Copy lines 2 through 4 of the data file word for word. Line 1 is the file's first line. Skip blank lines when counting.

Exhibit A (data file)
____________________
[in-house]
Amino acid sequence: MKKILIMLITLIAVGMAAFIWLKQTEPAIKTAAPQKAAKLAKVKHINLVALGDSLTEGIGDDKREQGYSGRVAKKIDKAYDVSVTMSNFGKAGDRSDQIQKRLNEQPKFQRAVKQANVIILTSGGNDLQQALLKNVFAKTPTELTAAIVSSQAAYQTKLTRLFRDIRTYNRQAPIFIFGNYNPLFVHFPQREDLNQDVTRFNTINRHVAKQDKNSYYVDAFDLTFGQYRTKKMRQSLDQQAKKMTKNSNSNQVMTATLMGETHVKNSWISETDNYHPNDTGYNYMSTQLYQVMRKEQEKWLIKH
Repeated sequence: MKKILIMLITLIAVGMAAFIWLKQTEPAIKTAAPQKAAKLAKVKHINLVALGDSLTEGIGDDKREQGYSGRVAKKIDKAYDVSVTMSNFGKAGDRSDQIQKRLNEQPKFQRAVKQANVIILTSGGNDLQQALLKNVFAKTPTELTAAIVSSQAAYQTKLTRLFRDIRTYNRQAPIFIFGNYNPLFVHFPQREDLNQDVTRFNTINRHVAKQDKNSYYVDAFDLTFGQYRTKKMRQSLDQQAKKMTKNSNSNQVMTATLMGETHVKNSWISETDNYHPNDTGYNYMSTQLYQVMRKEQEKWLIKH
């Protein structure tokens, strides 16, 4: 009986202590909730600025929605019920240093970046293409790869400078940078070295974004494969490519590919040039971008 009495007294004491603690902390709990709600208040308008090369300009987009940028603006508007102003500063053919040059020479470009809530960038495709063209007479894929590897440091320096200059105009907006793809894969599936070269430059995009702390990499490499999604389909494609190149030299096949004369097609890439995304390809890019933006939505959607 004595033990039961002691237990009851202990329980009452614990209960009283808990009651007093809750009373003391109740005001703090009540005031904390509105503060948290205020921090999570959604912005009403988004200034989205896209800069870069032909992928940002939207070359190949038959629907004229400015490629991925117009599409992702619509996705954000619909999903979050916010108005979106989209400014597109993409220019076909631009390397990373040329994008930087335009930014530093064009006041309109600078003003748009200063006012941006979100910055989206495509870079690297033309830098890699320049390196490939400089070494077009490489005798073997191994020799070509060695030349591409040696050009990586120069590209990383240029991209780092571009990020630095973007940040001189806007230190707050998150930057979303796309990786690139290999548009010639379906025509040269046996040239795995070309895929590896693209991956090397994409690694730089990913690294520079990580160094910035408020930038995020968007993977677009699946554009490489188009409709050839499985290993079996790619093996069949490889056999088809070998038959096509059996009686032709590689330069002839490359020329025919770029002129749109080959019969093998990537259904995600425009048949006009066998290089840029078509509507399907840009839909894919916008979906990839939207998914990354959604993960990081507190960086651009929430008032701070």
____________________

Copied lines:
Amino acid sequence: MKKILIMLITLIAVGMAAFIWLKQTEPAIKTAAPQKAAKLAKVKHINLVALGDSLTEGIGDDKREQGYSGRVAKKIDKAYDVSVTMSNFGKAGDRSDQIQKRLNEQPKFQRAVKQANVIILTSGGNDLQQALLKNVFAKTPTELTAAIVSSQAAYQTKLTRLFRDIRTYNRQAPIFIFGNYNPLFVHFPQREDLNQDVTRFNTINRHVAKQDKNSYYVDAFDLTFGQYRTKKMRQSLDQQAKKMTKNSNSNQVMTATLMGETHVKNSWISETDNYHPNDTGYNYMSTQLYQVMRKEQEKWLIKH
Repeated sequence: MKKILIMLITLIAVGMAAFIWLKQTEPAIKTAAPQKAAKLAKVKHINLVALGDSLTEGIGDDKREQGYSGRVAKKIDKAYDVSVTMSNFGKAGDRSDQIQKRLNEQPKFQRAVKQANVIILTSGGNDLQQALLKNVFAKTPTELTAAIVSSQAAYQTKLTRLFRDIRTYNRQAPIFIFGNYNPLFVHFPQREDLNQDVTRFNTINRHVAKQDKNSYYVDAFDLTFGQYRTKKMRQSLDQQAKKMTKNSNSNQVMTATLMGETHVKNSWISETDNYHPNDTGYNYMSTQLYQVMRKEQEKWLIKH
């Protein structure tokens, strides 16, 4: 009986202590909730600025929605019920240093970046293409790869400078940078070295974004494969490519590919040039971008 009495007294004491603690902390709990709600208040308008090369300009987009940028603006508007102003500063053919040059020479470009809530960038495709063209007479894929590897440091320096200059105009907006793809894969599936070269430059995009702390990499490499999604389909494609190149030299096949004369097609890439995304390809890019933006939505959607 004595033990039961002691237990009851202990329980009452614990209960009283808990009651007093809750009373003391109740005001703090009540005031904390509105503060948290205020921090999570959604912005009403988004200034989205896209800069870069032909992928940002939207070359190949038959629907004229400015490629991925117009599409992702619509996705954000619909999903979050916010108005979106989209400014597109993409220019076909631009390397990373040329994008930087335009930014530093064009006041309109600078003003748009200063006012941006979100910055989206495509870079690297033309830098890699320049390196490939400089070494077009490489005798073997191994020799070509060695030349591409040696050009990586120069590209990383240029991209780092571009990020630095973007940040001189806007230190707050998150930057979303796309990786690139290999548009010639379906025509040269046996040239795995070309895929590896693209991956090397994409690694730089990913690294520079990580160094910035408020930038995020968007993977677009699946554009490489188009409709050839499985290993079996790619093996069949490889056999088809070998038959096509059996009686032709590689330069002839490359020329025919770029002129749109080959019969093998990537259904995600425009048949006009066998290089840029078509509507399907840009839909894919916008979906990839939207998914990354959604993960990081507190960086651009929430008032701070």